While many river cruises originally started offering primarily bus and walking tours, lines have realized sometimes the coach doesn't cut it. Enter biking. The low-impact sport is particularly suitable for flat stretches of the Danube and Rhine rivers, where the countryside is scenic and countries such as Germany and Austria have invested in bike paths and trails. Biking excursions are perfect for those who are nominally fit, and want to have a more interactive way to see Europe.
Show Cruise Prices
What It Is
Avalon is one of several river cruise lines that have focused on biking; the line just added bikes this year on all of its European river ships. Passengers can take these bikes out on their own, in any port along the ship's itinerary, on a complimentary basis.
The line has taken biking a step further with organized excursions in some of the more picturesque stretches of Europe. These optional activities, where an operator brings in bikes for a larger group, start at $59 (included on Active Discovery itineraries), and run several hours, often with an included picnic. Biking excursions are currently offered on the Rhine, in Breisach; the Danube, in Durnstein; on the Moselle, in Bernkastel; and on Tulip and Dutch waterways itineraries, in Amsterdam.
Since Avalon has been making an effort to juice up its fitness offerings -- the line will offer select Active Discovery sailings on the Danube in 2017 -- signing up for the scenic bike tour through the Wachau Valley seemed like a no-brainer. After all, I had been enjoying the crisp Austrian wine Gruner Veltliner during the voyage from Vienna to Passau; seeing where the grapes were actually grown sounded appropriate.
The bikes for our cruise were based in Durnstein, an adorable Austrian town with a ruined medieval castle where King Richard the Lionheart was once held, a Baroque abbey dating back to 1410 and an obsession with apricots. The golden fruit, along with the vines that provide the majority of Austria's white wines, are what give the Wachau Valley its agricultural bent. Between Melk and Krems, the valley is also a UNESCO World Heritage Site, due to its ruins and historically intact towns and villages.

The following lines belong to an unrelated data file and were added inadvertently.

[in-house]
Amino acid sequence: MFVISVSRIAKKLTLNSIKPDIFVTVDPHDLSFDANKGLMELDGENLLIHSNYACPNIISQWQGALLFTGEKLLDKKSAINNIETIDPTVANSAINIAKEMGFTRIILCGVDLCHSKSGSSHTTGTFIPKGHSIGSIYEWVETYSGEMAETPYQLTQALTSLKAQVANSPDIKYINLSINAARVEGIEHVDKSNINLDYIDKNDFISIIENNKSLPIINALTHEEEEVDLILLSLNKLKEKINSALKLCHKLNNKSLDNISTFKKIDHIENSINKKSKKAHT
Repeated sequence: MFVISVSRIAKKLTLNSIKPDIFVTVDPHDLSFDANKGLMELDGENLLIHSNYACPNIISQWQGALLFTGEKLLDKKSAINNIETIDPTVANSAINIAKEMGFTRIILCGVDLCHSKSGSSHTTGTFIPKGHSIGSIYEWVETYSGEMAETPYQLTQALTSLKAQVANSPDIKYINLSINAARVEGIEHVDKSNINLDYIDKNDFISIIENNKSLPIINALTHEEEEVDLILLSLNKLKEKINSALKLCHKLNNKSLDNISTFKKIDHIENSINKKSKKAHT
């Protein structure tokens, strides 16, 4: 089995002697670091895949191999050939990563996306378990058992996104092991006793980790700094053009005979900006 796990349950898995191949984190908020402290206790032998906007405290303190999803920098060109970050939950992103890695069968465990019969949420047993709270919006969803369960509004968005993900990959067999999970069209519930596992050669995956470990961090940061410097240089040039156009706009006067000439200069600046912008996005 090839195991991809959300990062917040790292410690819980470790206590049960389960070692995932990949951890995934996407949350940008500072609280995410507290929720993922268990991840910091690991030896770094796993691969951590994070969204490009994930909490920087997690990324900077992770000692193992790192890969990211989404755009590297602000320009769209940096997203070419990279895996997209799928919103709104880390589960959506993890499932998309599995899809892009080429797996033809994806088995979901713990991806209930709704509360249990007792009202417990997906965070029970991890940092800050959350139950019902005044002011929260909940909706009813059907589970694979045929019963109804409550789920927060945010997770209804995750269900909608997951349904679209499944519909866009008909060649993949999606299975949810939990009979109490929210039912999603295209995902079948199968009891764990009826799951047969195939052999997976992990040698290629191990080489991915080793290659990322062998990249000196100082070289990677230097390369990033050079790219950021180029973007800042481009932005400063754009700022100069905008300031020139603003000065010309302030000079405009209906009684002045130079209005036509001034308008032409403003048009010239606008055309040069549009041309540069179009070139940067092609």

The April morning dawned chilly but sunny; I put on some layers and packed gloves, just in case it rained. Our excursion leader, an energetic Austrian, gathered our group in the lounge.
"We'll be going 20 kilometers today," he boomed, his voice belying his short, stocky stature. He warned us that part of the path would adjoin busy highways, so "don't stop to take photos." And finally, "stay in a single file line!"
Twenty kilometers? That's nearly 12 miles! And what's the use of peddling through some of the world's prettiest countryside if you can't take a selfie? I exchanged looks with my friend. Maybe this excursion wouldn't be the dream day I imagined.
We left the ship and found our bikes outside. They seemed in decent shape, certainly not top of the line. Helmets were mandatory (other bike providers in Europe aren't as strict). By the time we tinkered with our bike setup -- the Austrians seem to prefer their seats much lower than we Americans are used to -- we were among the last to hit the road.
For the first 20 minutes, we all paid attention to the rules of our leader. The traffic outside Durnstein was fairly thick, and we stuck close to the single-file format. Soon, however, the path diverged from the road into gorgeous vineyards amid green, green mountains. No wonder the mandates began to feel a little onerous; not stopping to take photos of the beauty would have been a crime.
Luckily, our leader seemed capable of reading the crowd. As we made our way along the path, he made periodic stops to allow lollygaggers to catch up. I quickly determined that his warnings about hills were overblown; there were very few places on the trip where you needed to switch your bike to a lower gear.
One of the highlights of the excursion came about halfway through the ride, after our group had taken a small ferry across the Danube. Our leader had us wait until our ship, Avalon Passion, came around the bend. As the ship came into view, he shouted and ran toward the bank, waving his arms. We laughed nervously. Had he gone off the rails?
Nope. The ship rewarded his antics with a blast of the horn. All of us on shore cheered. The salute gave us energy to make it the last 10 kilometers, many of us riding side by side through the now-rustic path. Between the endorphins, the company and the scenery, we felt the time flew by -- and we wondered when we could get back to the Danube to do it again.
Worth a Try?
Absolutely! The scenery is gorgeous and since the tour runs while the ship is sailing, you'll still have time to see Durnstein. Even if you're only moderately fit, you'll welcome the chance to burn off all those dessert calories. More whipped cream, please!
Things to Note
The weather can impact your ride; bring gloves and layers in the shoulder seasons and be prepared for heat in the summer. Also make sure that you adjust your bike seat to the height you prefer; our Austrian guide originally put our seat much lower than we like.